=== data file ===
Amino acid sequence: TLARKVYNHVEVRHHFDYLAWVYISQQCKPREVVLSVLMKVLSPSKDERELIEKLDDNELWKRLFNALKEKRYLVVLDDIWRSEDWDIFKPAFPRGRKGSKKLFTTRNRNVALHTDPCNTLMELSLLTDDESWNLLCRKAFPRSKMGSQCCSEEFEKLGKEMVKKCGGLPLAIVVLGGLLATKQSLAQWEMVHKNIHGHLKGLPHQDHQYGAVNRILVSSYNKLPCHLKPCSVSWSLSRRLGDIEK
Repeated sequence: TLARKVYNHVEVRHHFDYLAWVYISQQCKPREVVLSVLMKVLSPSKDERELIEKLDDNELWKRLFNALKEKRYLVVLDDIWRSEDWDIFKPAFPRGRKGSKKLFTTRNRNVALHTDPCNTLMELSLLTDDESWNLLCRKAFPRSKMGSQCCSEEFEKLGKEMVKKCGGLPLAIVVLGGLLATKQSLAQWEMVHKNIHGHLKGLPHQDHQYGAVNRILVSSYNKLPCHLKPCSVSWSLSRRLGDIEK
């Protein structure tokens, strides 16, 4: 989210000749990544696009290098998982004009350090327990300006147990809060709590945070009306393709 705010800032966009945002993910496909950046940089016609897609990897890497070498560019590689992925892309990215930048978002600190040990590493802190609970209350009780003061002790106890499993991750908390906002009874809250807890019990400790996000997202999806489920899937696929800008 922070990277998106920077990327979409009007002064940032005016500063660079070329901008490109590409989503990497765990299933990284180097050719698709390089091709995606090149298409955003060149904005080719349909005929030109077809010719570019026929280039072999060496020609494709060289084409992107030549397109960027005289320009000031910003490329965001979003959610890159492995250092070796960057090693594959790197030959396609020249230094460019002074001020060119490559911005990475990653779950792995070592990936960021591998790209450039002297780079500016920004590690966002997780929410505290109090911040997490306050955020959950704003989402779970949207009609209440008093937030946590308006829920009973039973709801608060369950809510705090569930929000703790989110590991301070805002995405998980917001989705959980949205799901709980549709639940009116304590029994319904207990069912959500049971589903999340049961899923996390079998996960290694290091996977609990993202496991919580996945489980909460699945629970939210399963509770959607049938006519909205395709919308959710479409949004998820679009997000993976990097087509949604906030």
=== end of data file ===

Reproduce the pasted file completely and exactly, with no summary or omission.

Amino acid sequence: TLARKVYNHVEVRHHFDYLAWVYISQQCKPREVVLSVLMKVLSPSKDERELIEKLDDNELWKRLFNALKEKRYLVVLDDIWRSEDWDIFKPAFPRGRKGSKKLFTTRNRNVALHTDPCNTLMELSLLTDDESWNLLCRKAFPRSKMGSQCCSEEFEKLGKEMVKKCGGLPLAIVVLGGLLATKQSLAQWEMVHKNIHGHLKGLPHQDHQYGAVNRILVSSYNKLPCHLKPCSVSWSLSRRLGDIEK
Repeated sequence: TLARKVYNHVEVRHHFDYLAWVYISQQCKPREVVLSVLMKVLSPSKDERELIEKLDDNELWKRLFNALKEKRYLVVLDDIWRSEDWDIFKPAFPRGRKGSKKLFTTRNRNVALHTDPCNTLMELSLLTDDESWNLLCRKAFPRSKMGSQCCSEEFEKLGKEMVKKCGGLPLAIVVLGGLLATKQSLAQWEMVHKNIHGHLKGLPHQDHQYGAVNRILVSSYNKLPCHLKPCSVSWSLSRRLGDIEK
């Protein structure tokens, strides 16, 4: 989210000749990544696009290098998982004009350090327990300006147990809060709590945070009306393709 705010800032966009945002993910496909950046940089016609897609990897890497070498560019590689992925892309990215930048978002600190040990590493802190609970209350009780003061002790106890499993991750908390906002009874809250807890019990400790996000997202999806489920899937696929800008 922070990277998106920077990327979409009007002064940032005016500063660079070329901008490109590409989503990497765990299933990284180097050719698709390089091709995606090149298409955003060149904005080719349909005929030109077809010719570019026929280039072999060496020609494709060289084409992107030549397109960027005289320009000031910003490329965001979003959610890159492995250092070796960057090693594959790197030959396609020249230094460019002074001020060119490559911005990475990653779950792995070592990936960021591998790209450039002297780079500016920004590690966002997780929410505290109090911040997490306050955020959950704003989402779970949207009609209440008093937030946590308006829920009973039973709801608060369950809510705090569930929000703790989110590991301070805002995405998980917001989705959980949205799901709980549709639940009116304590029994319904207990069912959500049971589903999340049961899923996390079998996960290694290091996977609990993202496991919580996945489980909460699945629970939210399963509770959607049938006519909205395709919308959710479409949004998820679009997000993976990097087509949604906030």